Non-resident trusts play a crucial role in estate planning. They are versatile tools that can serve various purposes for individuals and families with assets and interests in multiple jurisdictions.
Whilst commonly used in the UK, trusts do not exist in France. However, France does acknowledge non-resident trusts for tax purposes. A non-resident trust is a legal arrangement that involves the separation of legal ownership (held by the trustee) from beneficial ownership (held by the beneficiaries) of assets. The key distinguishing feature is that the trust is not considered a tax resident of France. Instead, it is typically established in another jurisdiction.
If your trust has French connections, it must comply with the relevant French laws. A French connection is created if the settlor, trustee, or beneficiaries are French residents, or if the trust owns French assets. You must understand how and when you must declare your trust in France.
Non-resident trusts are employed for various purposes, including:
In France, the legal framework for non-resident trusts is primarily governed by the Tax code and various tax laws and regulations. Key points to consider within this framework include:
Understanding these legal foundations is essential for individuals and families considering the establishment of non-resident trusts in France, as it sets the stage for complying with local regulations and maximising the benefits of these financial structures.
Selecting the appropriate trust structure based on your specific goals and circumstances is crucial. Common trust structures include discretionary trusts, fixed-interest trusts, and charitable trusts. When selecting the trust structure, consider the trust's objectives, such as asset protection, estate planning, or tax optimisation. Seek legal and financial advice to determine which trust type best aligns with your goals.
Choosing the right trustees and beneficiaries is pivotal. Trustees should be trustworthy and capable, with clearly defined roles. Beneficiaries must be identified, and their interests within the trust determined.
Collaborate with experienced legal professionals to meticulously craft a comprehensive trust deed. This document outlines the trust's purpose, beneficiary details, trustee powers, and distribution provisions.
Register the trust as required, adhering to French disclosure regulations. Ensure ongoing compliance with tax authorities, meeting reporting obligations in France and the trust's home jurisdiction.
Seek guidance from French tax law experts to understand the tax implications both in France and the trust's jurisdiction. Explore strategies for optimising tax efficiency and potential benefits associated with the trust.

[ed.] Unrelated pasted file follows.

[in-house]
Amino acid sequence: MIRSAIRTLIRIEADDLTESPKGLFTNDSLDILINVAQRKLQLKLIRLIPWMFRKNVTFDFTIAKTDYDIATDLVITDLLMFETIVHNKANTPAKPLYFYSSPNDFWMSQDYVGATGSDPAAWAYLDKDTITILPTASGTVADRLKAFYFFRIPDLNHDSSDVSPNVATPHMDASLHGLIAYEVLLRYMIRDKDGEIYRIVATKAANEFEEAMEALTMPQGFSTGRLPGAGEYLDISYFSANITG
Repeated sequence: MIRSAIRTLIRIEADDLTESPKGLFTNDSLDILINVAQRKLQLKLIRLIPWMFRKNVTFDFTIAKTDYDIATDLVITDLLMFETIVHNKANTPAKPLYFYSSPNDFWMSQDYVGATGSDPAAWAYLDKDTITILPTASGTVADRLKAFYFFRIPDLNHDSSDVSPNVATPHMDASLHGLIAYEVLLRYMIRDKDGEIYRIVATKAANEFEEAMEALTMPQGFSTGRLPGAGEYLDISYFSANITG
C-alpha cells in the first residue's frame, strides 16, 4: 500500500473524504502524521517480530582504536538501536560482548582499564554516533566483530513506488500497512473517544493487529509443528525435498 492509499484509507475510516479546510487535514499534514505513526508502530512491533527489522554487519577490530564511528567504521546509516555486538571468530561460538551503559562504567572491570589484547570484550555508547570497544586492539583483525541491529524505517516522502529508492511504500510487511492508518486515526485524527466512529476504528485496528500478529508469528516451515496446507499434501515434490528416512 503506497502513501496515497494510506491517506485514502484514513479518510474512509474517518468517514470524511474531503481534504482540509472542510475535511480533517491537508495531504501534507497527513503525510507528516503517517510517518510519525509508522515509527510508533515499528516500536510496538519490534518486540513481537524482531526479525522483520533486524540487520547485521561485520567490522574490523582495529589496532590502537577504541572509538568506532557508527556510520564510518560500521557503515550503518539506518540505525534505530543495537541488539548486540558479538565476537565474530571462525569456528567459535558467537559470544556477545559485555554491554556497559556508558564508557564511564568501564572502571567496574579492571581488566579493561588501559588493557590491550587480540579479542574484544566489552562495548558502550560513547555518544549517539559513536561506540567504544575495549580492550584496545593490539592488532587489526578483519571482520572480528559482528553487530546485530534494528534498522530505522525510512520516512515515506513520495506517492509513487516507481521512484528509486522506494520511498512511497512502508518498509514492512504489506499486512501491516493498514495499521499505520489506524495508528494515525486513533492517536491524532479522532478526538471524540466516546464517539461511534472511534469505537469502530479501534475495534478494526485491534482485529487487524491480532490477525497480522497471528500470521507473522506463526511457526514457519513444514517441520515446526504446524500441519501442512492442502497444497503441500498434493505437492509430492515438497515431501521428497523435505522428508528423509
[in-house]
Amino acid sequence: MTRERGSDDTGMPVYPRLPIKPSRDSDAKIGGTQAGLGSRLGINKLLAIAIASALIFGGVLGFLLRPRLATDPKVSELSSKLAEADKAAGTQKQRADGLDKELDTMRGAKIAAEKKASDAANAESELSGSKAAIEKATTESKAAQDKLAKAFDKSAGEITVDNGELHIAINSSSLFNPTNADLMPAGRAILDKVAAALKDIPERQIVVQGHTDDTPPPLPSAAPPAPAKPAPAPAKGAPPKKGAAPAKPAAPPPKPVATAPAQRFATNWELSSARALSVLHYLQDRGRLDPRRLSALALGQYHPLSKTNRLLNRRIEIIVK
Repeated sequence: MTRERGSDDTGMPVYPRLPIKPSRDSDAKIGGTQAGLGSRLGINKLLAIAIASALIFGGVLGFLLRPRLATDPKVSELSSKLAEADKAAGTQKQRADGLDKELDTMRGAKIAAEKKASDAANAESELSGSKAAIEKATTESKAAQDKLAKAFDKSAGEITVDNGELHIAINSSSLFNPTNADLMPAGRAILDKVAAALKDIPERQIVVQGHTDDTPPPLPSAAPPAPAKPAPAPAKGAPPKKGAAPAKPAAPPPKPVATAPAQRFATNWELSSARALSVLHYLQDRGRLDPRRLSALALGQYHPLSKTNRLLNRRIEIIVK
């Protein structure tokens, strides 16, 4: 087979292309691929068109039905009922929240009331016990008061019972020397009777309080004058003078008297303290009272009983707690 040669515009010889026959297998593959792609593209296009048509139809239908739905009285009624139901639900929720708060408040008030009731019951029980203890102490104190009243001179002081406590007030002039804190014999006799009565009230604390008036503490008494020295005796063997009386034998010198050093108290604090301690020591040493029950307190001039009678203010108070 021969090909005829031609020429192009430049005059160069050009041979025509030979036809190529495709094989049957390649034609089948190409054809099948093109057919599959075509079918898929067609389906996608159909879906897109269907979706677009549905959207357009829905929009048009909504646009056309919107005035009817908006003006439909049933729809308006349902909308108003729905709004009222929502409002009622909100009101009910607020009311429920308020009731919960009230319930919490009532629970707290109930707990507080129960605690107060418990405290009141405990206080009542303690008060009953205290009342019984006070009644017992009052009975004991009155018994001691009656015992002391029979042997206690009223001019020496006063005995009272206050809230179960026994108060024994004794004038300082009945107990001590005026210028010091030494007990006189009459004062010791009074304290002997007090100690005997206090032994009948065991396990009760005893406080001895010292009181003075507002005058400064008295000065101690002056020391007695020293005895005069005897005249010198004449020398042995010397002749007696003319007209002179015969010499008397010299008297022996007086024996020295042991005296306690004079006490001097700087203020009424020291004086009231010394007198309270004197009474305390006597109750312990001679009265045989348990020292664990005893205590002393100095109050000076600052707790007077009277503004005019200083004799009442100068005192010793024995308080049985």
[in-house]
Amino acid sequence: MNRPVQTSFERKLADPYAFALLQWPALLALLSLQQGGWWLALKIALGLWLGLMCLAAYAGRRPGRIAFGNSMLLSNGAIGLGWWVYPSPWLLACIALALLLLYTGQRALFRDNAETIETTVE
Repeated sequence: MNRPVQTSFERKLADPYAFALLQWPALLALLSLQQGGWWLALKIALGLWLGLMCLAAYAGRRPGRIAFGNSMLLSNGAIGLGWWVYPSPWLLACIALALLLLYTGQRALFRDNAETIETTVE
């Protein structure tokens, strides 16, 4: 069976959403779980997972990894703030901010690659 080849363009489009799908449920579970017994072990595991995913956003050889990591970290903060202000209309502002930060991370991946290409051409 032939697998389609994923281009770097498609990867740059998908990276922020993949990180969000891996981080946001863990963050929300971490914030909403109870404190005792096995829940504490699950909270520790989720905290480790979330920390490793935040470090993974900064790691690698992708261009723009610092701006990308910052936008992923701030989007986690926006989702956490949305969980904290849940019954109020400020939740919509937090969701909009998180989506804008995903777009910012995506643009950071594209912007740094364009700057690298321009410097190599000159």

The process of setting up a non-resident trust can be complex and should be approached with careful planning and professional help. Understanding the legal and financial implications at each stage is essential to ensure that the trust meets your objectives while remaining compliant with French regulations.
When you have established a non-resident trust, it's imperative to understand the obligations related to declaring it in France.
A trustee must declare the creation of a trust. Modifications to the trust, including changes to the assets or beneficiaries, must also be reported.
Where the settlor or beneficiary of a trust is a French resident, you must declare the trust's global assets. Otherwise, you only need to declare assets located in France. In simpler cases, working out what needs declaring can be relatively straightforward. However, where there are multiple beneficiaries from different jurisdictions, for example, it can be much more complex. France Tax Law's team of experts can help you understand your obligations and avoid failing to declare your assets correctly (as this can be penalised with significant fines).
Non-resident trusts must be declared in France within 30 days of being created. If the trust is modified or revoked, you also have 30 days to declare these changes. Furthermore, you must provide an annual declaration of the market value of the assets in a trust. You are required to declare the market value as it was as of the 1st of January that year and must do so before the 15th of June.
Establishing a trust and properly declaring it in France is a complex process. It is also crucially important. Failing to properly declare your trust can lead to large fines. At France Tax Law, we can help you understand your reporting obligations and ensure a smooth and accurate process that fully considers the tax implications at every stage. Non-resident trusts are unique as they interact with the laws of several countries. As specialists in UK and French inheritance and tax law, our team is equipped to navigate the complexities of cross-border tax issues such as these. Whether creating and declaring trusts, writing French wills, or assisting with purchasing property in France, France Tax Law is here for you.